#24in48 readathon updates

So… I decided to do some tracking here on the blog. I’ll just be updating this post with any of the challenges and check ins that actually happen. 

Hour 1- 

Where in the world are you reading from this weekend? 

Adelaide, South Australia

Have you done the 24in48 readathon before?

No, I haven’t. 

Where did you hear about the readathon, if it is your first?

I heard about it on twitter, a year or so ago.

What book are you most excited about reading this weekend?

Off Reservation by Bram Connolly, it’s by a local author and I loved the first book in the series.

Tell us something about yourself.

I never know what to write for these sections. 

Remind us where to find you online this weekend.

Here on Ranty Runt of a Reader and on twitter, @bookybecksa

Book Blogger Appreciation Week – Introduction

I’m excited to be participating in Book Blogger Appreciation Week, thank you so much to all the wonderful women at for bringing back this wonderful week. I wasn’t around to participate in the previous years, but I am so excited to be involved this time.

The challenge has been put to us to select five books that represent you as a person or your interests/lifestyle. This was a HARD task, but these are the books that I went with.


It’s hard to select a book that represents you, but so much of what makes me is my family and friends. I identify with Joe Pickett’s family, they remind me so much of what I had growing up. A father who was loving but had a time consuming and job – with strange and variable hours. A mother who would lay down her life for her children. And my sister and I are the two girls in this book – we fought tooth and nail but when it came down to it, always had each others’ backs. Our relationship has matured and become stronger with time, and I love seeing the same happen with the girls in the Joe Pickett series.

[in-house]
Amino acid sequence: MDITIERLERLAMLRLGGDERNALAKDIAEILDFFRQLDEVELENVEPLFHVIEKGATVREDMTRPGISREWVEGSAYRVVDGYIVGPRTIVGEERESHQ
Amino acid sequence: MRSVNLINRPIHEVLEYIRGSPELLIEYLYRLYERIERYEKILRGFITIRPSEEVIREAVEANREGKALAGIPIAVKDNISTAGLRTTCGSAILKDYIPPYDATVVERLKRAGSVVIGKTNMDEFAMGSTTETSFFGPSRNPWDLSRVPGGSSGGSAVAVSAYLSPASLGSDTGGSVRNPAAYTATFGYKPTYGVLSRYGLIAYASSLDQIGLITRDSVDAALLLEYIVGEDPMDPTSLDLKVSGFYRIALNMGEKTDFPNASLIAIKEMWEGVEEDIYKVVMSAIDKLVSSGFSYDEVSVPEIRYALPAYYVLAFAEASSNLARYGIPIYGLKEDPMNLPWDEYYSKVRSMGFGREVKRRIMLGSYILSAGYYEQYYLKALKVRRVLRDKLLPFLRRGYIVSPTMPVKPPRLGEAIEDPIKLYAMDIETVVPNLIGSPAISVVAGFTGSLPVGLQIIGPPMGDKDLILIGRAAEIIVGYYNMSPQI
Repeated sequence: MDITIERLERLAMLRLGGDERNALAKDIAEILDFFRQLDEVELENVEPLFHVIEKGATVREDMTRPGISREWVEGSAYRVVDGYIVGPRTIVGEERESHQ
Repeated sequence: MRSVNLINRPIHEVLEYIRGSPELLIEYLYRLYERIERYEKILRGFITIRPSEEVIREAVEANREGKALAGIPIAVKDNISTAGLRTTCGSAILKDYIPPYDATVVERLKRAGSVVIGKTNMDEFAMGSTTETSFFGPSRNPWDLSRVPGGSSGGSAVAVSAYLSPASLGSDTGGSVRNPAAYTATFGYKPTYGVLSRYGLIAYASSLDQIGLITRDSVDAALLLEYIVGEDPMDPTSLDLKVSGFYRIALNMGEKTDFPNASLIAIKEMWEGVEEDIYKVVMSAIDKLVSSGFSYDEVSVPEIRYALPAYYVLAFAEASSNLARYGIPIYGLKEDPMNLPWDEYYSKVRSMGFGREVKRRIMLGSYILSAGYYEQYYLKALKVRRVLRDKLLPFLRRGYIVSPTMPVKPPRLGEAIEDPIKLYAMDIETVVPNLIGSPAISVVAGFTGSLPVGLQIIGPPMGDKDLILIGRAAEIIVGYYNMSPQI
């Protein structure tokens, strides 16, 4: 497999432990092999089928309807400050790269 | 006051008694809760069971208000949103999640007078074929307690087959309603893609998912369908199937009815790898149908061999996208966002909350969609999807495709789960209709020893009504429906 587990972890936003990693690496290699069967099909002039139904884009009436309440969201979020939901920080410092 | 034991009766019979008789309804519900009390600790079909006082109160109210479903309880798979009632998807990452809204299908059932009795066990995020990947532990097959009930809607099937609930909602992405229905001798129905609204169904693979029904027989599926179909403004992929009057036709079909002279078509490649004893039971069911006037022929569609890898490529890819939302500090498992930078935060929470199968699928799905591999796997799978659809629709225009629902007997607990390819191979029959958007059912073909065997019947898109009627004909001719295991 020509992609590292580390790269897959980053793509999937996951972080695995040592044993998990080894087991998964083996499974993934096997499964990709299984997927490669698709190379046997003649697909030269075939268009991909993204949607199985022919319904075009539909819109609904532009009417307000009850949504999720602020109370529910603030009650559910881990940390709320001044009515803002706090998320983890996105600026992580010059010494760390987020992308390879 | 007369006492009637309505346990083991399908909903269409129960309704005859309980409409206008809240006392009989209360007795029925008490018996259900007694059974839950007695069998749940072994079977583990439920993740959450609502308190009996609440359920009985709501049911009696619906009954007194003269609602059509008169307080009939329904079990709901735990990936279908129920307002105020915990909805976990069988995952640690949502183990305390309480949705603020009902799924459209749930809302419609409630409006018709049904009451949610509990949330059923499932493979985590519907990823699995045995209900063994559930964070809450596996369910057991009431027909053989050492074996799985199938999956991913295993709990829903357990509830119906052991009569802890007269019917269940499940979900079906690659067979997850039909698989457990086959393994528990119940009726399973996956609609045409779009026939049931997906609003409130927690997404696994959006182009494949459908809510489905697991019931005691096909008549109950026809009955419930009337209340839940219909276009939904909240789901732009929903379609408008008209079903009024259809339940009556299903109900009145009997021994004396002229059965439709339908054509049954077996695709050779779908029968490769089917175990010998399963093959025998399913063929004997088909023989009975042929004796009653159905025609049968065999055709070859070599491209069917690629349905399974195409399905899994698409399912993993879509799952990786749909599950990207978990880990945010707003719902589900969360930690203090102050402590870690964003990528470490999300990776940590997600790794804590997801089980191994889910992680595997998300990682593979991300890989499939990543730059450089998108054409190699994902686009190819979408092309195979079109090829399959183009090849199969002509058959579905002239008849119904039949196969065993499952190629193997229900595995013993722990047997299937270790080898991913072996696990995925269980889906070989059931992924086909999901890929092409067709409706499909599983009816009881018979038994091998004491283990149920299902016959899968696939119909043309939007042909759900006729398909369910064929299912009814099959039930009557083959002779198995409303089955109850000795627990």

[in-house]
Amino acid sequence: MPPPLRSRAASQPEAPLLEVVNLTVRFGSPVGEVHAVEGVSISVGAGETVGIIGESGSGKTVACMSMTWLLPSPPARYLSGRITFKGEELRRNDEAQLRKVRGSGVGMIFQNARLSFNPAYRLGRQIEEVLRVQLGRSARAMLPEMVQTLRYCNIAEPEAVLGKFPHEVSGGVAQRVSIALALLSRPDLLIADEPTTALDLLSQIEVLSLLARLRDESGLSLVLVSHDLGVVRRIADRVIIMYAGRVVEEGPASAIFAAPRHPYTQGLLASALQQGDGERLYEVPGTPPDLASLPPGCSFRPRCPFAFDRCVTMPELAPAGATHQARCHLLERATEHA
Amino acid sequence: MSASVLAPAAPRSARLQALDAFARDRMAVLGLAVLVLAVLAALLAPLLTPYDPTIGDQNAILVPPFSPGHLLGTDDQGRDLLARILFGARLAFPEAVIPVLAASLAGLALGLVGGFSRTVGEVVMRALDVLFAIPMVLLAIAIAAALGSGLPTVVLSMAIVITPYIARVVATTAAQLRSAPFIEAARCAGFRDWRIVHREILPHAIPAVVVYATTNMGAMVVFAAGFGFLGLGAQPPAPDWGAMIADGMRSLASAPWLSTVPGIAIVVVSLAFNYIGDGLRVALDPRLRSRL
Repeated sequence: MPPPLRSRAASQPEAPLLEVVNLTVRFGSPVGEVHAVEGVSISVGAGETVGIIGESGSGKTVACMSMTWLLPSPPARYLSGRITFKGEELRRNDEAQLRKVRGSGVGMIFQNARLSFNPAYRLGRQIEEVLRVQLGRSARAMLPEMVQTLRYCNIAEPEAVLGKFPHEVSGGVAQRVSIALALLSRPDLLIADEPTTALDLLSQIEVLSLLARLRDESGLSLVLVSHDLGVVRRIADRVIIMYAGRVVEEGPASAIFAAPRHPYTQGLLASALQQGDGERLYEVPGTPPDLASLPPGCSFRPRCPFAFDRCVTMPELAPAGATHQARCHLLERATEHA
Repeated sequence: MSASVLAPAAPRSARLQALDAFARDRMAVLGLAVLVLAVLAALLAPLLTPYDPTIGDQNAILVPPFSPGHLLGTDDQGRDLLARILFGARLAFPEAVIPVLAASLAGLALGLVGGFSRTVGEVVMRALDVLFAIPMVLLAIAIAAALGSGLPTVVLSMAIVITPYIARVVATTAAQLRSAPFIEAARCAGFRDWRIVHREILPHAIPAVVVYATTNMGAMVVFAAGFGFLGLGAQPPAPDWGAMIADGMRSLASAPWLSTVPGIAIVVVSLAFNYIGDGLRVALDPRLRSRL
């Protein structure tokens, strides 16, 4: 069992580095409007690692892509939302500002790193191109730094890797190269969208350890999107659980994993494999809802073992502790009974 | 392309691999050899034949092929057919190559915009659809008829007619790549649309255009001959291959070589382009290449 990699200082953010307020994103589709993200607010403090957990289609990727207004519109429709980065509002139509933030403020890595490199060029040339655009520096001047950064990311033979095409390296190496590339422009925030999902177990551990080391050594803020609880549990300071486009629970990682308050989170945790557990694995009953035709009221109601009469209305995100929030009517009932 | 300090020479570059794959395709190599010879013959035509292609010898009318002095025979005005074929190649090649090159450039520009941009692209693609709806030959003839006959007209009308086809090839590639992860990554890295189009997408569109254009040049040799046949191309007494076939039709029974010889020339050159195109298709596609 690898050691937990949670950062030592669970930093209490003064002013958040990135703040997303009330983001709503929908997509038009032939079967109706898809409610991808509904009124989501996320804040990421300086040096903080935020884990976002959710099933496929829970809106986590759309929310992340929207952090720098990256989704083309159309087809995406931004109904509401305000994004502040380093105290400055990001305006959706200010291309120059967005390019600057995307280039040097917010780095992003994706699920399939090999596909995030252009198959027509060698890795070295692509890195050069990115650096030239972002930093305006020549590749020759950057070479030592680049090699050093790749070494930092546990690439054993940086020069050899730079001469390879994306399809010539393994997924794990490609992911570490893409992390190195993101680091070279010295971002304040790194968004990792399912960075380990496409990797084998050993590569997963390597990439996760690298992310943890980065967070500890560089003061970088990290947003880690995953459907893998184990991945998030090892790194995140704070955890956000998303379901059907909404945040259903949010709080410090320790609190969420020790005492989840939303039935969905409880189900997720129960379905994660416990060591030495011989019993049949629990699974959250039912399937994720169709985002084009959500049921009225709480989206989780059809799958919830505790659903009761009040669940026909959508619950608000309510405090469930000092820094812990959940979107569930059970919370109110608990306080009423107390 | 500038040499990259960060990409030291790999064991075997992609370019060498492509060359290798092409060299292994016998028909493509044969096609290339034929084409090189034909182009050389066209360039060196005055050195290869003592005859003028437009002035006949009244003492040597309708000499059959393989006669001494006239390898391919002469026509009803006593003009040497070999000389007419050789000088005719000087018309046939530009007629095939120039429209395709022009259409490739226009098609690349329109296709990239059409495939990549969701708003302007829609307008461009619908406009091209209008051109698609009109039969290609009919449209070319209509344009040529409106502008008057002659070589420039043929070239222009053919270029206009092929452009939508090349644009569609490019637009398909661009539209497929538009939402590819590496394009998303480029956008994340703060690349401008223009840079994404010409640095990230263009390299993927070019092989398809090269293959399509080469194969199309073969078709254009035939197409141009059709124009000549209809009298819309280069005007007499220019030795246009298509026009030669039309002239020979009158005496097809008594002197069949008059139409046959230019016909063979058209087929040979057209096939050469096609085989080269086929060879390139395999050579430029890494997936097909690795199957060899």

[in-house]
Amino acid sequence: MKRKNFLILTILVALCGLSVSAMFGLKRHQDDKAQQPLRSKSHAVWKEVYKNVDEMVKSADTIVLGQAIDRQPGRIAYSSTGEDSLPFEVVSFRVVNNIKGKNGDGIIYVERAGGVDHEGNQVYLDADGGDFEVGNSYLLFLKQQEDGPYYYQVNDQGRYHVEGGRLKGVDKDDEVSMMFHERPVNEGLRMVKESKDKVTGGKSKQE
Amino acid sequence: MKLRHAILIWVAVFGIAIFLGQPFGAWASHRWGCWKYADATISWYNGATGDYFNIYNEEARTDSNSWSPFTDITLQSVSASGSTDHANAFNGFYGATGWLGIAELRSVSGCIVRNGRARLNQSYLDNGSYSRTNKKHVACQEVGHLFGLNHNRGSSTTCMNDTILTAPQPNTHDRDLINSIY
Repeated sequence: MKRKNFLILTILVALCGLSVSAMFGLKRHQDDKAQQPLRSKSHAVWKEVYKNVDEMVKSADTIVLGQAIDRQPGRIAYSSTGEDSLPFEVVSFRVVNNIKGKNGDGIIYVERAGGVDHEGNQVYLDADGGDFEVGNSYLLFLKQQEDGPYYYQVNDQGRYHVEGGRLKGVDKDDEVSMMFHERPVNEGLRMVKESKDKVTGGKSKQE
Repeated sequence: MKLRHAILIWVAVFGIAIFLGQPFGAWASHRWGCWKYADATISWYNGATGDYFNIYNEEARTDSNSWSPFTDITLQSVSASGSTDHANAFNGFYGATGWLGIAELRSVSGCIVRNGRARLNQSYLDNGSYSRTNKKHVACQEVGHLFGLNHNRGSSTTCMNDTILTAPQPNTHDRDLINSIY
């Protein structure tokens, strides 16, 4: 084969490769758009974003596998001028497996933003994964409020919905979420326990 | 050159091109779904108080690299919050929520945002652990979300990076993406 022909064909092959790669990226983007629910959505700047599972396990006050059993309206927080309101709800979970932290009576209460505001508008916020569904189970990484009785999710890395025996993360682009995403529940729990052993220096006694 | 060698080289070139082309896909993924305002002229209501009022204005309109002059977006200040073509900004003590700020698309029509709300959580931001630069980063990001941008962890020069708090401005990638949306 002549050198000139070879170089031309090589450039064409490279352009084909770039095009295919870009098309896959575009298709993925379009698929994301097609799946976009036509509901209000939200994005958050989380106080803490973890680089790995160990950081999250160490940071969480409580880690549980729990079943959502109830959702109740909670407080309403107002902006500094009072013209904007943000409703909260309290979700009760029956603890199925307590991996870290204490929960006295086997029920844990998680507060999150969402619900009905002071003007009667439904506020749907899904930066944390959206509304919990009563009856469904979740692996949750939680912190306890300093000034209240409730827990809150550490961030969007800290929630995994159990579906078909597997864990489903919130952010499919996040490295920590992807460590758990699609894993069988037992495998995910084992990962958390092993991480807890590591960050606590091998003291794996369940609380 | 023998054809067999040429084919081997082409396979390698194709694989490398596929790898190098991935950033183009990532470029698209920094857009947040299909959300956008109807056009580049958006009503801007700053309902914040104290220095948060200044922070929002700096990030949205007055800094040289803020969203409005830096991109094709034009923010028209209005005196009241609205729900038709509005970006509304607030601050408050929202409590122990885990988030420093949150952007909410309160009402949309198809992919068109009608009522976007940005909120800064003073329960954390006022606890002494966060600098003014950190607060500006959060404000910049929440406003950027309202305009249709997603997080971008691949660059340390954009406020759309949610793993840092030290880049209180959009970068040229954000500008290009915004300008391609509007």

Tracks by Robyn Davidson resonated with me. I grey up in the “Outback” although we usually just call it a rural area. I was raised on red soil and harsh hot summers. The beach was a form of salvation for me, that you could just step into the water and be cool. I grew up during drought where there was hardly any rain and everything was dry, we were on strict water restrictions so our showers were very quick affairs. We had a pool, which was a luxury, but we were not allowed to fill it with water. Tracks is the only book I have ever read that captured the feeling of dry from my early childhood. That it ends when Robyn ends up at a beach, her goal? Poetic.


It would be remiss of me to write an introduction without the book that directed my career path and led to my greatest hobby. All Quiet on the Western Front was one of the first “serious” books I read, and I loved it. It led to me pursuing history and English at university, and then adding on an education degree so that I could share my love of books like All Quiet with students. I’ve gone on to read so many other books about war (and quite a few I have liked more than All Quiet), but this one firmly has a place in shaping who I am as a person.